Qatar’s Museum of Islamic Art recently launched a hajj exhibition to coincide with the Muslims holy pilgrimage to the Saudi Arabian city of Makkah.
The exhibition explores history of the pilgrimage or hajj, focusing on the routes taken by pilgrims and the rituals of hajj as depicted through art.
The exhibition, developed in collaboration with the British Museum, shows more than 100 objects, including photographs, videos, books, manuscripts and other historic artifacts, some of which have never been seen in public before.
Curator of the exhibition Dr. Mounia Chekhab-Abudaya said this is the first exhibition in the Muslim world to explore the art revolving around pilgrimage.
“The idea was to locally display hajj-related art pieces, using artistic and historic pieces inspired by hajj,” she said.
Abudaya says the exhibition offers the audience a local interpretation of pilgrimage.
The majority of the items on display are from Qatar based collections, but some items are also from private collectors.
“About 30% of the pieces displayed at the exhibition came from the Museum of Islamic Art collection. Some pieces belong to private collectors in Qatar. Other pieces belong to Qatar Museums Authority collections that were not displayed before,” she added.
The exhibition showcases pieces that date back to the 7th century and it’s divided into four sections.
The first area is dedicated to pieces about Makkah as a historic and an economic city. The second section displays the journey from the medieval age to the Ottoman era until today. The third section is dedicated to pieces reflecting the rituals in an artistic way, including pieces of embroidered fabric that covered the Kabaa in the past, as well as a seven meter Timurid pilgrimage certificate that goes back to the year 1433CE.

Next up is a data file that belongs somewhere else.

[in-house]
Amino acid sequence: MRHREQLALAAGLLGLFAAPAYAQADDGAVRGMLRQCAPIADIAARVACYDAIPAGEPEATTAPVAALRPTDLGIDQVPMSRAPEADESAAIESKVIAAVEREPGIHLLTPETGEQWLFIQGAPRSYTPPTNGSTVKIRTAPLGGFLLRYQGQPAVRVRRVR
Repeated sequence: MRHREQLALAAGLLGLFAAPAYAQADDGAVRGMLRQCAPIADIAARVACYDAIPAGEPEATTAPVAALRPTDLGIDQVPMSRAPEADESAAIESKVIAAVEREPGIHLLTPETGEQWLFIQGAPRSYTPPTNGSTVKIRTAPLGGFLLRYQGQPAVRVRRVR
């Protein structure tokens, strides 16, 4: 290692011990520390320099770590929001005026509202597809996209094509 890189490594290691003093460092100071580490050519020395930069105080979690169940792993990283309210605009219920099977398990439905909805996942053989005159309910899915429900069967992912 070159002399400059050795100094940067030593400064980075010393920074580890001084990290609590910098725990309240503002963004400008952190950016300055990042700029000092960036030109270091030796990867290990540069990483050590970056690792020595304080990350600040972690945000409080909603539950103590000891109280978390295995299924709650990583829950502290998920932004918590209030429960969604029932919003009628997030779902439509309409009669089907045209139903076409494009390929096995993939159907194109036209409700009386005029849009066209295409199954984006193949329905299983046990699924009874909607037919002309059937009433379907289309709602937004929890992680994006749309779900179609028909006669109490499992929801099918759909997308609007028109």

The fourth area includes oral histories from Qatari pilgrims.
Aside from historic pieces, some contemporary art work is also on display; among the modern items is “Magnetism” by Saudi artist Ahmed Mater, a piece made from magnets and iron filings depicting the Kabba and worshipers attracted to it like a magnet.
Project manager and head of exhibitions at the Museum of Islamic Art Shaika Al-Nassr, says that although the exhibition revolves around a religious topic, it doesn’t focus on the religious aspect of the journey or aim to educate people about the ritual itself.
“We can’t deny that hajj is a religious subject, but we tried to focus on the artistic side,” she said.
Outside the museum is a photography exhibition that runs parallel to the main exhibition, featuring the works of five international photographers and their visions of hajj.
The journey to Mecca in Saudi Arabia is obligatory for every Muslim at least once in their lifetime if they’re physically able, and can afford it.
Makkah has long been viewed as a spiritual center and the heart of Islam, as it was in Mecca that Muslims believe the Prophet Muhammad received the first revelations of the Koran in the 7th century.
The exhibition ‘Hajj: the journey through art’ runs until January 5, 2014.